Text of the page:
Posted October 19, 2009 3:04 pm by with 5 comments

Tweet about this on TwitterShare on LinkedInShare on Google+Share on FacebookBuffer this page

This year, we’ve seen a lot of pessimistic estimates of YouTube’s operating losses. While the site does bring in some advertising revenue, they haven’t quite covered that $1.65B price tag yet. And based on bandwidth costs, various analysts have estimated annual operating losses of anywhere from $470M to $175M.

Note that the more conservative estimate here still includes a bandwidth bill of nearly $50M. But new reports are estimating that cost as even lower. After Arbor Networks’ recent analysis of 256 exabytes of Internet traffic, it seems YouTube may be paying nothing for their bandwidth.

As we mentioned before, Arbor Networks found that 6% of all Internet traffic worldwide was going to Google. With that much traffic (we’re talking almost 17 quadrillion megabytes), it seems Google would have to have some serious pipage to support their popularity.

According to Wired,

The cost of bandwidth has fallen and so too have the profit margins for moving bits, even as traffic grows at an estimated 40 percent a year.

With the growth of Google’s network and Content Delivery Networks, the economics of who pays whom to connect grows more complicated than the early days of the net when money flowed upwards — little ISPs paid regional ISPs who paid major ISPs who paid backbone operators.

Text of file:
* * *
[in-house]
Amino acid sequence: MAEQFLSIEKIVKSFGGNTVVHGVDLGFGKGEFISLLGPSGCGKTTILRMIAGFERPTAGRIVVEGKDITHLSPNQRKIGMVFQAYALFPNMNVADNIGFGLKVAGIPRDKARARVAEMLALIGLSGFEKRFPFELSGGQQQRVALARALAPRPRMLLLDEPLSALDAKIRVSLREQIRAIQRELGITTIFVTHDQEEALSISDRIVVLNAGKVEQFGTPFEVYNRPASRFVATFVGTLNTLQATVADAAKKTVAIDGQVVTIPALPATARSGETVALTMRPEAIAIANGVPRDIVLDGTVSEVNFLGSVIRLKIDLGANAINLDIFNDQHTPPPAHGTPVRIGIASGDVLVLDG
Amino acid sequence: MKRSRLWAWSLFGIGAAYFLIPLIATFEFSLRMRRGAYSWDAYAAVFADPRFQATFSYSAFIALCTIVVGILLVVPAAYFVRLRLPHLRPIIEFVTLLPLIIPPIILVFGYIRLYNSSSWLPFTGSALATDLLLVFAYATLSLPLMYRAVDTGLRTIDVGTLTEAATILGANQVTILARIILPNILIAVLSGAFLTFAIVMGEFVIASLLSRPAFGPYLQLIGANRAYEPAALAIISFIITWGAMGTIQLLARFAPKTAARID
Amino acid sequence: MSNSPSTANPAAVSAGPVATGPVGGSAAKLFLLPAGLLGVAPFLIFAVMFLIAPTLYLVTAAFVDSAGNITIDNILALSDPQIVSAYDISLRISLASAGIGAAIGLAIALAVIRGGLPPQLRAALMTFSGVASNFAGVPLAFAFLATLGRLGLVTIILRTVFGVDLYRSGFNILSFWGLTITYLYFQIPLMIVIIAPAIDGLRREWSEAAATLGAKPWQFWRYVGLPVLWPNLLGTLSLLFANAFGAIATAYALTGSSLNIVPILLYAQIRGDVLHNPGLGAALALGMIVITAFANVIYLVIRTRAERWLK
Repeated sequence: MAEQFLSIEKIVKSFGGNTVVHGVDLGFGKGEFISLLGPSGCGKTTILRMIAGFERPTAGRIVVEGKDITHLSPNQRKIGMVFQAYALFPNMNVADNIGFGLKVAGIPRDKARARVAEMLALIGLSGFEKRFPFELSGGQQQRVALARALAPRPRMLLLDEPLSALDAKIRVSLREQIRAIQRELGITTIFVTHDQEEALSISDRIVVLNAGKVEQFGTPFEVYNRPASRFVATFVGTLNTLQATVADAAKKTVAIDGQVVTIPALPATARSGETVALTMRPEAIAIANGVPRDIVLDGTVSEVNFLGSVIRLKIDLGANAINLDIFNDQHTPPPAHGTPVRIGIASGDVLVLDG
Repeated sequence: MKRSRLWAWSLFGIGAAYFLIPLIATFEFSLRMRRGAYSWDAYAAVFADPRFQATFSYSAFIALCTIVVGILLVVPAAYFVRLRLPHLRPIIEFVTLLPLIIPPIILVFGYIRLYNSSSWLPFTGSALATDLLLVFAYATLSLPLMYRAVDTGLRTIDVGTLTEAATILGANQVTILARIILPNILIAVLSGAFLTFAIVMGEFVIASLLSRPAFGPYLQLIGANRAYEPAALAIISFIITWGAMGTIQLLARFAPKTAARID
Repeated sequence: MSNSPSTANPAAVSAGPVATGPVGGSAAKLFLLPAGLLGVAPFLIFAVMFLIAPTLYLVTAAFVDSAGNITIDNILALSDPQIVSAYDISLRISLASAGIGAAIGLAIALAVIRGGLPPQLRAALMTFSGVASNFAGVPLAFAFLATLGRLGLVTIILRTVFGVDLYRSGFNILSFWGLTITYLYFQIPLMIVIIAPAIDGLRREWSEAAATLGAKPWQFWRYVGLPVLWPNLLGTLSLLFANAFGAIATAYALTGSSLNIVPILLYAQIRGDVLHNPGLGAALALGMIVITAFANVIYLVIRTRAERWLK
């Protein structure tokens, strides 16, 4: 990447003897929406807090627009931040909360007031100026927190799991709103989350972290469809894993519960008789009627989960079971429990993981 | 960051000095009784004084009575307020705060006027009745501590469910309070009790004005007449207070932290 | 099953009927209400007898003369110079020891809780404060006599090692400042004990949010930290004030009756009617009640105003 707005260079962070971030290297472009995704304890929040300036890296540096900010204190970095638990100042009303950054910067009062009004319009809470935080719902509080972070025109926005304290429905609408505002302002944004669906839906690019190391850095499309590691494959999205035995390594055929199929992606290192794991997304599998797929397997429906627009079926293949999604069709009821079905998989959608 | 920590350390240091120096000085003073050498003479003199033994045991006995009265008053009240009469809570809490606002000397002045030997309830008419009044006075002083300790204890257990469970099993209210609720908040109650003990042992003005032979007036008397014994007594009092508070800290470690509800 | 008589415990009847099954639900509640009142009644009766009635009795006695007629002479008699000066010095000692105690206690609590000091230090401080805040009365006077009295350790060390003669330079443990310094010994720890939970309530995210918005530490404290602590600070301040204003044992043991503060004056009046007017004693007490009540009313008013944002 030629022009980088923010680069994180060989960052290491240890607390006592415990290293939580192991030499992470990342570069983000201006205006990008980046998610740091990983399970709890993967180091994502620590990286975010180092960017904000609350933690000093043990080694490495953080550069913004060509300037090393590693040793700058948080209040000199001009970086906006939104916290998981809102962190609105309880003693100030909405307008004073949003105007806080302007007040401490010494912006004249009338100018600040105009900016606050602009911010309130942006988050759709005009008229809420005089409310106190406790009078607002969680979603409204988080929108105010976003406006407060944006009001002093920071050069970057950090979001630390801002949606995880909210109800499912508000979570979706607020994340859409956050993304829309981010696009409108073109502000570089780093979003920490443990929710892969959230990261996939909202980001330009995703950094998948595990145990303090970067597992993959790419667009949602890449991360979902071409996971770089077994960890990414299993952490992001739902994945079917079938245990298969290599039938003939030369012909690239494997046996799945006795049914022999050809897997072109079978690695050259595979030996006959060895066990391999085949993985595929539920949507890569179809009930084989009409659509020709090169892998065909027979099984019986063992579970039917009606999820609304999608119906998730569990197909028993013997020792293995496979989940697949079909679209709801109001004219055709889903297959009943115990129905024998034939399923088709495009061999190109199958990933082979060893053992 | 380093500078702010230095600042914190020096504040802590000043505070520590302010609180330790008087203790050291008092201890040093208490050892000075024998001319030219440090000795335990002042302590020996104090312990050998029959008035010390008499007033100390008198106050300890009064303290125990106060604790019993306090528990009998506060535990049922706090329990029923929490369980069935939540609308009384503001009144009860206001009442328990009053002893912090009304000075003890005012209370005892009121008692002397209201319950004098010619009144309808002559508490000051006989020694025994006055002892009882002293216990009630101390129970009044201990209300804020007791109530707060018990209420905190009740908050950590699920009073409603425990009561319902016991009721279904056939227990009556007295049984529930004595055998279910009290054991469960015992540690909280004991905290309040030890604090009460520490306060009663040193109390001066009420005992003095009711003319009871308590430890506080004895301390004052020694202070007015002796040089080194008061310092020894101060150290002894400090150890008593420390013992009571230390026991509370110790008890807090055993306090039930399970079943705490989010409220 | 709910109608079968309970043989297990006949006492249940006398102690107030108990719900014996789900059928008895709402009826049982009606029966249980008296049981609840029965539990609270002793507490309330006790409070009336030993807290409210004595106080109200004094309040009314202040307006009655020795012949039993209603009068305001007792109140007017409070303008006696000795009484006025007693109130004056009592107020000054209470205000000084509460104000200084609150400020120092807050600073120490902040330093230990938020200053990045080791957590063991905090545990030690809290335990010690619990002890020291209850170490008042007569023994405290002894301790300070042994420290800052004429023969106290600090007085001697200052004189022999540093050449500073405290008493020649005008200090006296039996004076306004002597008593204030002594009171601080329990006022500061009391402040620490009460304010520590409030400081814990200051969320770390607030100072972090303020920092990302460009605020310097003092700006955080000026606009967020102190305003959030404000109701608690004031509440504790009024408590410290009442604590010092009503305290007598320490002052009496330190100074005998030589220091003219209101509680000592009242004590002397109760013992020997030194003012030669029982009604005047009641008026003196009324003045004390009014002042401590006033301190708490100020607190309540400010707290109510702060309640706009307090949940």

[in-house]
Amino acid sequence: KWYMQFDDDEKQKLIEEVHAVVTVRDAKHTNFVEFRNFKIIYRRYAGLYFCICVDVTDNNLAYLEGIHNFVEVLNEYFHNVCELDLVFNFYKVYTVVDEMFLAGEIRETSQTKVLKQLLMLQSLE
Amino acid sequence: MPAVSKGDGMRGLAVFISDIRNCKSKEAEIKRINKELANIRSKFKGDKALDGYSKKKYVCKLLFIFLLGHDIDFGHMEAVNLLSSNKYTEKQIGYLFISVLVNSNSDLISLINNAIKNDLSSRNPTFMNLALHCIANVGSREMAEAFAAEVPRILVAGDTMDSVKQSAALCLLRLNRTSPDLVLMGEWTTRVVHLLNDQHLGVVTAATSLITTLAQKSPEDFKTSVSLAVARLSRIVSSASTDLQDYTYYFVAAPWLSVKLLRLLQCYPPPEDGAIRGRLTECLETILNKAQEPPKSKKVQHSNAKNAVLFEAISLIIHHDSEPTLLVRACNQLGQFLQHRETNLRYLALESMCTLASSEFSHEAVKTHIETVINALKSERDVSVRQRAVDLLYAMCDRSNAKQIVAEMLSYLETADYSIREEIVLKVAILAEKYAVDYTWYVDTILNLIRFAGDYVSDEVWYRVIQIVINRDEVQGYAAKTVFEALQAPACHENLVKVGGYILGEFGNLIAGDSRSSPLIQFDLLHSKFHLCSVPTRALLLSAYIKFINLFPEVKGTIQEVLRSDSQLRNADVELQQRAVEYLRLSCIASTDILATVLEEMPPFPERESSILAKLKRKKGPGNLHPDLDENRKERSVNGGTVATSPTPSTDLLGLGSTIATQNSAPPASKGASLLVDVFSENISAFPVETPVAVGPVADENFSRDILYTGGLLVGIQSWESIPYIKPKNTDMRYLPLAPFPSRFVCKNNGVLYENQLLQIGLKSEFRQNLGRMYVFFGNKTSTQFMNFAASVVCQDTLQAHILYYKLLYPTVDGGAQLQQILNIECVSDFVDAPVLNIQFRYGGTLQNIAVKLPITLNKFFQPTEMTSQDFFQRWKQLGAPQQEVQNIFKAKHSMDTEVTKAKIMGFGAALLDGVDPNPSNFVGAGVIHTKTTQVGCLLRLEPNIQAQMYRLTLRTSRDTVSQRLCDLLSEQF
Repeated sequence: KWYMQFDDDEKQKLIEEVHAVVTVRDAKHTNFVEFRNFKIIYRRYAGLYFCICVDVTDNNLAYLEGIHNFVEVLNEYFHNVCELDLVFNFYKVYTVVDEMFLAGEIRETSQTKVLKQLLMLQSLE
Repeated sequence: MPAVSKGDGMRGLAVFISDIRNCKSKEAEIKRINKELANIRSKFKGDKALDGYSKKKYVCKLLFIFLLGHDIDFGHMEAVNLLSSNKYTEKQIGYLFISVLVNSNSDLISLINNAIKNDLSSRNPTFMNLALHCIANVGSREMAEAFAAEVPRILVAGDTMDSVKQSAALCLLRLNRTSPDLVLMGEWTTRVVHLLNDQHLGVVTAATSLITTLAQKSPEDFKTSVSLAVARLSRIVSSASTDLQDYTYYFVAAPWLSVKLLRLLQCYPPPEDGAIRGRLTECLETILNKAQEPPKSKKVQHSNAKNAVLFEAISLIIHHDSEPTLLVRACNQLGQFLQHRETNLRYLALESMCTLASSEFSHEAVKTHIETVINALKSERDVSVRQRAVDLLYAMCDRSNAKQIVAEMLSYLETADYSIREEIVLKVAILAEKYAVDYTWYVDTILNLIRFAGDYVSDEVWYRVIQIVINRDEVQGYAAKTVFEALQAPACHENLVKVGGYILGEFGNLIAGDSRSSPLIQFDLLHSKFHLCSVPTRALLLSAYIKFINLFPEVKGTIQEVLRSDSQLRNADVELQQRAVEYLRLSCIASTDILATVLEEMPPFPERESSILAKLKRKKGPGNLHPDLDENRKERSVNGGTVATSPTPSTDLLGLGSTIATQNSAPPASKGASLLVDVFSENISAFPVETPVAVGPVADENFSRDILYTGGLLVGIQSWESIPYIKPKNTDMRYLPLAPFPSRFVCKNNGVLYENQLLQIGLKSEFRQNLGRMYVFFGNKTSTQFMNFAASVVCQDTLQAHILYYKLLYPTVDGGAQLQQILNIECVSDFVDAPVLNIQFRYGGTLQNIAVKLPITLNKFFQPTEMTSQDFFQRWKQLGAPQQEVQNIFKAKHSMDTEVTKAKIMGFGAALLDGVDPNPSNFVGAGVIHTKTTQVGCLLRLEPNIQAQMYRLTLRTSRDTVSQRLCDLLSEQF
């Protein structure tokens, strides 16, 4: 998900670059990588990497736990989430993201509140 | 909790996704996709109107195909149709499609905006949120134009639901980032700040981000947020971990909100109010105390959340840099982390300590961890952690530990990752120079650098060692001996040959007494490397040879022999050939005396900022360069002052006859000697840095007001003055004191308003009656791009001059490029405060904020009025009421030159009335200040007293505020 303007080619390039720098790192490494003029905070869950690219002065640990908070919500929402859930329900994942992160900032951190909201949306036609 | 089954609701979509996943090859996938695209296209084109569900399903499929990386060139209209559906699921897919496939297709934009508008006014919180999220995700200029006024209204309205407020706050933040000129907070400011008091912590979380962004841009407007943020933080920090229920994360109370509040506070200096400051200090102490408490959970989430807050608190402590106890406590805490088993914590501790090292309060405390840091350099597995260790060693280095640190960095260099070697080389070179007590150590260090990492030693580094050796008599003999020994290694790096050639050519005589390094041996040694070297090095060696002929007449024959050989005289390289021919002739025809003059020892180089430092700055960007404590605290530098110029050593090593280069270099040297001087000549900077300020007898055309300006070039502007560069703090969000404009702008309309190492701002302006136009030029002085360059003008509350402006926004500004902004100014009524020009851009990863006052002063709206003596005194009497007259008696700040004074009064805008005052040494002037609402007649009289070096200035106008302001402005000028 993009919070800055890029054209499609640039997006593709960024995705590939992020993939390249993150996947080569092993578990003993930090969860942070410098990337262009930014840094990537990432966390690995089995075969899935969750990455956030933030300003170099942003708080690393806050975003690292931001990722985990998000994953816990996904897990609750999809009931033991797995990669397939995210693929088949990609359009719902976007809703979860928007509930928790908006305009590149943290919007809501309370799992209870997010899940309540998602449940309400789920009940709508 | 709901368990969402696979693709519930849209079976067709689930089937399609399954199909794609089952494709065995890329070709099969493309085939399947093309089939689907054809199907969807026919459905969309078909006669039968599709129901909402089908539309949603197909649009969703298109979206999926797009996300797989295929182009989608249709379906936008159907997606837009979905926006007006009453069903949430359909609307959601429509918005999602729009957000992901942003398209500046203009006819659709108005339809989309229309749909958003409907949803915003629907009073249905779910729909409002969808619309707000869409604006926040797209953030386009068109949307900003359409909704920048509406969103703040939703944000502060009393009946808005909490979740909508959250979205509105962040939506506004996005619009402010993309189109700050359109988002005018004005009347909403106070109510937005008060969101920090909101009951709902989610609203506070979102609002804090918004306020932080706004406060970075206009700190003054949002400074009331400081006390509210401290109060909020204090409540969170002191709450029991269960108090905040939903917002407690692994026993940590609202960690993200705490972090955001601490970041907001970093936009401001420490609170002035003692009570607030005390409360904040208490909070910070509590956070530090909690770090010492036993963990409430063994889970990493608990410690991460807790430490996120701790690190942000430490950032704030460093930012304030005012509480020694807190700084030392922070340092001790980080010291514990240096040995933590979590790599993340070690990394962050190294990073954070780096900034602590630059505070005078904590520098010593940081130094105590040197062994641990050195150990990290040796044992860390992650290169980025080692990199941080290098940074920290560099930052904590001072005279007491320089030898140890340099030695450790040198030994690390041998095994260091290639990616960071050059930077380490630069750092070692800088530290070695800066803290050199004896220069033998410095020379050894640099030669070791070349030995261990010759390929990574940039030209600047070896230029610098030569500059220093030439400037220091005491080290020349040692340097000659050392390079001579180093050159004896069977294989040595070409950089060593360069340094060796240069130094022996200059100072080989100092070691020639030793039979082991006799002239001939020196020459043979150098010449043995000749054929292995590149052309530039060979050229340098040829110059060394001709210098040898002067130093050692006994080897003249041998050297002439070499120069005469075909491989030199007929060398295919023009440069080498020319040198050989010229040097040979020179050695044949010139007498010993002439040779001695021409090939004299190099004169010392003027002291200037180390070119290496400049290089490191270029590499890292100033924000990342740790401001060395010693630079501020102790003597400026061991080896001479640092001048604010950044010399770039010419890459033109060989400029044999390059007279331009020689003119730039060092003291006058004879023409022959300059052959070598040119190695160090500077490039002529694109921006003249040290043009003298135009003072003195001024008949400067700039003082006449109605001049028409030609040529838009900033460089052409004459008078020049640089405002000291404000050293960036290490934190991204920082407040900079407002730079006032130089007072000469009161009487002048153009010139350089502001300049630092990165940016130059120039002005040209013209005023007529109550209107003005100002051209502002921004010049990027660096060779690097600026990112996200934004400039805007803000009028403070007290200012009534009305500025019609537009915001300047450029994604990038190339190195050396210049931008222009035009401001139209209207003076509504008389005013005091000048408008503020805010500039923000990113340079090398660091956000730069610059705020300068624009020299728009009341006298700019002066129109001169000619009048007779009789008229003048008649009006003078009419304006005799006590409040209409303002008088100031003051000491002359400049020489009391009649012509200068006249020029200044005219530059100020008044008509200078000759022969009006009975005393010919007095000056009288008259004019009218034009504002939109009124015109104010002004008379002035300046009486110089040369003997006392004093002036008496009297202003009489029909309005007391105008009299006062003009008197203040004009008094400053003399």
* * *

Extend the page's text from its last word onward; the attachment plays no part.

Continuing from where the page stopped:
Now if you are Google, you might even begin asking Comcast to pay up to connect its Google Tubes straight to their local cable ISP networks. That way, YouTube videos and Google search results would show up faster, letting the ISP brag that YouTube doesn’t stutter on their network, a potential commercial advantage over its DSL competitors.

Unfortunately, Wired says, the true nature of the Internet infrastructure is guarded by NDAs, so we may never know who owns the pipeline.

What do you think? Is YouTube operating for pennies because Google owns so much pipe?

  • What. You Tube costs millions? I think You Tube is popular.

  • easy – I hope you tobe still exsist, because you to are still needed in the online world

  • Even accounting for the variation in bandwidth costs, the variance in YouTube’s estimated costs are staggering. Surely the question is how long Google will continue to fund the world’s most visited site?

    I was at Google’s London HQ this summer and it’s clear this issue is a major source of frustration. Obviously I hope they find a solution – as long as it’s not to the detriment of the user and their interaction with the site. Is that actually possible? I’m not sure.

    Good luck Google.
    .-= Jon Paget´s last blog ..Twitter Lists; will your business benefit? =-.

  • This is one of several reasons why Google wants Net Favoritism, which they have dressed up as Net Neutrality. They want telecom customers to pay their bandwidth bills.
    .-= Michael Martinez´s last blog ..Another 20 Hard Core SEO Tips =-.

  • PS3

    17 quadrillion megabytes! Wowzers, and only a few years ago we were all on dial-up!